Review: Last Days in Vietnam

Next month marks the 40th anniversary of North Vietnam’s victory over the South and the reunification, by force, of Vietnam.

Fresh from it’s Academy Award nomination, Rory Kennedy’s 2014 documentary on the Fall of Saigon is as powerful as it is poignant.

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The Vietnam War has always fascinated me. Born out of the post-World War Two destruction of the colonial era and the rise of American communist fear, it encapsulated twentieth century war and peace, international and domestic politics, social progressiveness, and human madness. My education on the subject occurred organically, beginning with fleeting mentions in popular culture and eventually culminating in my master’s dissertation, completed a few years back. Like many others from my generation with a high degree of interest in the war, both the small and the silver screen played a large role in the development of my knowledge. From Principal’s Seymour Skinner’s bitter mutterings about his treatment as a prisoner of war at the hands of the Viet Cong, and the fact that he felt abandoned by his government, to the big screen epics of Coppola, Stone, and Stallone, among others, television and film gradually revealed the surface of the sheer chaos associated with the war both in Vietnam and the resulting domestic crisis the US, allowing me to progress to the appropriate contemporary academic and journalistic sources. Important also were the documentaries covering the topic, including the perspective of American ground troops in Vietnam in HD (2011), as well as Oliver Stone’s revisiting of the conflict he both served in and depicted in his 1986 war epic, Platoon, during a key chapter of his frank, brutal series, Untold History of the United States (2012).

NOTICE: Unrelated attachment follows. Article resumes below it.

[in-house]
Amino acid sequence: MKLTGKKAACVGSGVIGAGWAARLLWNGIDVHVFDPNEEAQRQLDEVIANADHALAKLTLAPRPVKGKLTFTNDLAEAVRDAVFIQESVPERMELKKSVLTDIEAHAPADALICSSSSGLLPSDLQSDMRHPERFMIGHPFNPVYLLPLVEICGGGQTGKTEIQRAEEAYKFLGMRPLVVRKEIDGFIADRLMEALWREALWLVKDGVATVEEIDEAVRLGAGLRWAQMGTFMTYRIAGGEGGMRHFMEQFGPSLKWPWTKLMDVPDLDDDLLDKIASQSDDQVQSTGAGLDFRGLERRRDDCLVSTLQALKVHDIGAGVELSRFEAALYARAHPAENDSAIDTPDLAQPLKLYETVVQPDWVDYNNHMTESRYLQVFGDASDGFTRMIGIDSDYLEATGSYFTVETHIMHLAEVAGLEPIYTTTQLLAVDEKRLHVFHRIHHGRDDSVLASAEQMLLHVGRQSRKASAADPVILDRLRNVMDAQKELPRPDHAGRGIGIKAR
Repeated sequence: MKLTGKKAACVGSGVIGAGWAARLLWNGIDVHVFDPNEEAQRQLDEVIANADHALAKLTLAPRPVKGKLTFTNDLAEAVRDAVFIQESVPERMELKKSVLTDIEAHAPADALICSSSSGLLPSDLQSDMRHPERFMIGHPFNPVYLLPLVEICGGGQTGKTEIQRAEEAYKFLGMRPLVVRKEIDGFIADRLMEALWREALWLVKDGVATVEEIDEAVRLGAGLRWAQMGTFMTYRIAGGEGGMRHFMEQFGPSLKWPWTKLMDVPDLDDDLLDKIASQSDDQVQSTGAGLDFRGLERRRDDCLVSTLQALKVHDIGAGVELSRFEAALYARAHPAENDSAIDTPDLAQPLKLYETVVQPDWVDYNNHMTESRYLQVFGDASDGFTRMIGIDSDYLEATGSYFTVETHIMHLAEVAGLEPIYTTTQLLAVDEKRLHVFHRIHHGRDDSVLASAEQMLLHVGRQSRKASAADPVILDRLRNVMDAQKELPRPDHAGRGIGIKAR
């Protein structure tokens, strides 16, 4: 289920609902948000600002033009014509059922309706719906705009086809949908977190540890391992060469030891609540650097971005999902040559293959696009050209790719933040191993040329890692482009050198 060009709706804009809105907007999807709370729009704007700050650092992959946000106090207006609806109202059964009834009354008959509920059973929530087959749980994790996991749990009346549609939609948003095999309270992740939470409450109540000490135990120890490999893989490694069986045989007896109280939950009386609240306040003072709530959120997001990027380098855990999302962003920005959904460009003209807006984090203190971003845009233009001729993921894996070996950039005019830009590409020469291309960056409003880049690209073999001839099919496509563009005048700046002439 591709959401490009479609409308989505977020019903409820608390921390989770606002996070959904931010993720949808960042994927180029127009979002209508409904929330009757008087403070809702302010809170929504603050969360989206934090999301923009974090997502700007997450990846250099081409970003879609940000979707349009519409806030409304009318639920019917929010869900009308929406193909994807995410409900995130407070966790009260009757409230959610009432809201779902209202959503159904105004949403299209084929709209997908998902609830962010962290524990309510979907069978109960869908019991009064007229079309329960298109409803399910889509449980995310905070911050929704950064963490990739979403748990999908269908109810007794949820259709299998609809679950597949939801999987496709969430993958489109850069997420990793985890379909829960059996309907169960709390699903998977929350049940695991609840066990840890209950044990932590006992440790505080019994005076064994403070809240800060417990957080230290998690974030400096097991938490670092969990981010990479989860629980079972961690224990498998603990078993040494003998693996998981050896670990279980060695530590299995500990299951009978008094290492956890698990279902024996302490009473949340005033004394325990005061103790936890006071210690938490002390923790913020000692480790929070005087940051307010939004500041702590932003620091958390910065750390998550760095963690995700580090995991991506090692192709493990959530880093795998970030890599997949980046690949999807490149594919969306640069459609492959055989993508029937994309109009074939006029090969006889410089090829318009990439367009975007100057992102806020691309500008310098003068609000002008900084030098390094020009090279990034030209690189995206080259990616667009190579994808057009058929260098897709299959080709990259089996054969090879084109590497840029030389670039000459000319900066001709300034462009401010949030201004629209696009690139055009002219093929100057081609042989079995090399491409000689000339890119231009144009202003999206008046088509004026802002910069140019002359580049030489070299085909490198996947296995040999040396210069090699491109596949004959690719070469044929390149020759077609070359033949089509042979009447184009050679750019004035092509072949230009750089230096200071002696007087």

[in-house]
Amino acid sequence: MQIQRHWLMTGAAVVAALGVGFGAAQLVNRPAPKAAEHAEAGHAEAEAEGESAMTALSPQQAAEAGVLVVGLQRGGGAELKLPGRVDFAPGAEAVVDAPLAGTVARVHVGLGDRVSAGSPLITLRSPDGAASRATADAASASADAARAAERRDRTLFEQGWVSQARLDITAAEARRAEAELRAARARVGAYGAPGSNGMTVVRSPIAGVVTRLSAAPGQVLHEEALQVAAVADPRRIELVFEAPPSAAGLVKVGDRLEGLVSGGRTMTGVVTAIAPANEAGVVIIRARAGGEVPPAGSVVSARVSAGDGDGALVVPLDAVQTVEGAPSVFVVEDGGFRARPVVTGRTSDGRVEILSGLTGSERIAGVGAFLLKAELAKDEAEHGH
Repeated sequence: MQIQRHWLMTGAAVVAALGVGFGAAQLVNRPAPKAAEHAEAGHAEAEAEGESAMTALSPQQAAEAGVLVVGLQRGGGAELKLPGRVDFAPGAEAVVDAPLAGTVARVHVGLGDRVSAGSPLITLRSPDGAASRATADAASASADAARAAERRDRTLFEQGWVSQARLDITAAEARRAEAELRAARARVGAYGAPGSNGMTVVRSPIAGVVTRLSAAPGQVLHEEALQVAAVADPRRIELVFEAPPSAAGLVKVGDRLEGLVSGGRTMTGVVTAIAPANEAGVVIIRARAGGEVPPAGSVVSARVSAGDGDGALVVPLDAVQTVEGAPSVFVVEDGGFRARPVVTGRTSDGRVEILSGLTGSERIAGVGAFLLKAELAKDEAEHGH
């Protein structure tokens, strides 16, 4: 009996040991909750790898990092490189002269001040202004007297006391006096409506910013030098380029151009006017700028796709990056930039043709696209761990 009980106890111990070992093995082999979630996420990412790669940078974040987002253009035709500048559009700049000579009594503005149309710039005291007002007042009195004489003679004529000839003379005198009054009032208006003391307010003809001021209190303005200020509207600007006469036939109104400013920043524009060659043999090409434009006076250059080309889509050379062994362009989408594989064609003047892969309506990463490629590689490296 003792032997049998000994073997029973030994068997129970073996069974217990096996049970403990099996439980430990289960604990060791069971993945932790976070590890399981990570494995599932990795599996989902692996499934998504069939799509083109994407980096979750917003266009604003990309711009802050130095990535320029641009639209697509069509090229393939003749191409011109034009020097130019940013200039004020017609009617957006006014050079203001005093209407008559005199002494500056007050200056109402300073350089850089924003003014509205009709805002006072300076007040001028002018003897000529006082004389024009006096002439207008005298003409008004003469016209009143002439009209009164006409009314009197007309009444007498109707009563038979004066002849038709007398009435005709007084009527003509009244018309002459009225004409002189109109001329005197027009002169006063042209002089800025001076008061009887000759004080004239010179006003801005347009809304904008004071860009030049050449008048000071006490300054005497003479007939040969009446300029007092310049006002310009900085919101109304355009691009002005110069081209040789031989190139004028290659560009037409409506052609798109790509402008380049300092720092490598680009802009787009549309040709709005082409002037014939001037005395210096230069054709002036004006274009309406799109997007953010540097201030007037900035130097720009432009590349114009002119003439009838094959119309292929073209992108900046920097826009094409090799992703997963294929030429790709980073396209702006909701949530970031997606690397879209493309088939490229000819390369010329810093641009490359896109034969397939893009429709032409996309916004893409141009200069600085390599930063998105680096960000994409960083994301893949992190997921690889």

The latest documentary to make the grade, Rory Kennedy’s Last Days in Vietnam, recently received a deserved nomination for Best Documentary at the 87th Academy Awards. Covering the ever intriguing US and South Vietnamese preparation for the conclusive event of the war, known as the Fall of Saigon – the result of the North Vietnamese 1975 Spring Offensive – the main focus is the April 29th US led emergency evacuation via its embassy (and CIA offices) of the remaining American citizens and military personnel still in country, along with thousands of South Vietnamese refugees. The Fall of Saigon has been covered in previous television documentaries, and even just by reading its Wikipedia page you get a feel for the frenzied nature of such a frightening and logistical nightmare, but never before have the heart-racing, sometimes heart-breaking facts been combined with the vast amount of truly incredible footage conveyed here, contextualised by unique, fresh perspective from those directly and indirectly involved, both American and Vietnamese. Poignant also was the timing of my viewing. Despite premiering at Sundance over a year ago, we’re now just short of the 40th anniversary of North Vietnam’s victory and the resulting decimation of Saigon’s population. If there was ever a good time to watch, the time is now.